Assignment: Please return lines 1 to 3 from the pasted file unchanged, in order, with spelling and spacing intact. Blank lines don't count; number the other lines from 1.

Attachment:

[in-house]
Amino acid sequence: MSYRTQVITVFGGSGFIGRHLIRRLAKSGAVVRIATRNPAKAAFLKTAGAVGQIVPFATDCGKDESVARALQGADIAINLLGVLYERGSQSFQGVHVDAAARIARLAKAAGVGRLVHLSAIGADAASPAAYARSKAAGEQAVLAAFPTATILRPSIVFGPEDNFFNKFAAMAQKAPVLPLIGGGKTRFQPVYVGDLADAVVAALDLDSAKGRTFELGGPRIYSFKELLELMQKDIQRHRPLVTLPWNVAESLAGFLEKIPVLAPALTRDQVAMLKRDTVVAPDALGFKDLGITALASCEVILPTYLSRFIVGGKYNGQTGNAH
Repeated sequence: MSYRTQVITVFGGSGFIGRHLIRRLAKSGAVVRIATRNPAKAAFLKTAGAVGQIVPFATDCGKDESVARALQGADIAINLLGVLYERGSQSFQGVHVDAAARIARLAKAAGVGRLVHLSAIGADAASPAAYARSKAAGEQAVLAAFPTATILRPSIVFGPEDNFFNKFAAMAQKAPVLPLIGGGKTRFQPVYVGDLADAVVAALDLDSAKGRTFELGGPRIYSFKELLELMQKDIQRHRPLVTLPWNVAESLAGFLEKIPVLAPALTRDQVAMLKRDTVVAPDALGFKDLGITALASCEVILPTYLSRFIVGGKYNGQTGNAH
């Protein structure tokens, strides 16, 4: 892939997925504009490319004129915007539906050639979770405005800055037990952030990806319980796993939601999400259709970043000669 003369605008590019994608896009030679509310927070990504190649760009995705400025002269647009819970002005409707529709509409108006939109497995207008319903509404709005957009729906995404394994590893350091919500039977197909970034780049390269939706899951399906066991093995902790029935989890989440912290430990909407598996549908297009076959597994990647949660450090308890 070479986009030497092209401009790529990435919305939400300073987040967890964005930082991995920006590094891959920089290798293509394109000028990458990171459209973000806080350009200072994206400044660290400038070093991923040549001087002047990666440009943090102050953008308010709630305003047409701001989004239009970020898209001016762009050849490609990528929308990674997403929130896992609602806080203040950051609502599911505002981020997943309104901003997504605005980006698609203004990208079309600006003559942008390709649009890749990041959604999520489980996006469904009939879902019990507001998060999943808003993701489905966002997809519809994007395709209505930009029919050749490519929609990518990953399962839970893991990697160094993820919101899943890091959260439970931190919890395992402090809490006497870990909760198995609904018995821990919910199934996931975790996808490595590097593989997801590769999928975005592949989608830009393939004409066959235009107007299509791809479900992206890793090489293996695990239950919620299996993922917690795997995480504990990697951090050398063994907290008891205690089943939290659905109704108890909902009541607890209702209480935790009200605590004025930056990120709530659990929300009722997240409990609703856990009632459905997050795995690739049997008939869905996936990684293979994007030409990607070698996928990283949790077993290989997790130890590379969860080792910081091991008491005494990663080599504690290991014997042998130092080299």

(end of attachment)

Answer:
[in-house]
Amino acid sequence: MSYRTQVITVFGGSGFIGRHLIRRLAKSGAVVRIATRNPAKAAFLKTAGAVGQIVPFATDCGKDESVARALQGADIAINLLGVLYERGSQSFQGVHVDAAARIARLAKAAGVGRLVHLSAIGADAASPAAYARSKAAGEQAVLAAFPTATILRPSIVFGPEDNFFNKFAAMAQKAPVLPLIGGGKTRFQPVYVGDLADAVVAALDLDSAKGRTFELGGPRIYSFKELLELMQKDIQRHRPLVTLPWNVAESLAGFLEKIPVLAPALTRDQVAMLKRDTVVAPDALGFKDLGITALASCEVILPTYLSRFIVGGKYNGQTGNAH
Repeated sequence: MSYRTQVITVFGGSGFIGRHLIRRLAKSGAVVRIATRNPAKAAFLKTAGAVGQIVPFATDCGKDESVARALQGADIAINLLGVLYERGSQSFQGVHVDAAARIARLAKAAGVGRLVHLSAIGADAASPAAYARSKAAGEQAVLAAFPTATILRPSIVFGPEDNFFNKFAAMAQKAPVLPLIGGGKTRFQPVYVGDLADAVVAALDLDSAKGRTFELGGPRIYSFKELLELMQKDIQRHRPLVTLPWNVAESLAGFLEKIPVLAPALTRDQVAMLKRDTVVAPDALGFKDLGITALASCEVILPTYLSRFIVGGKYNGQTGNAH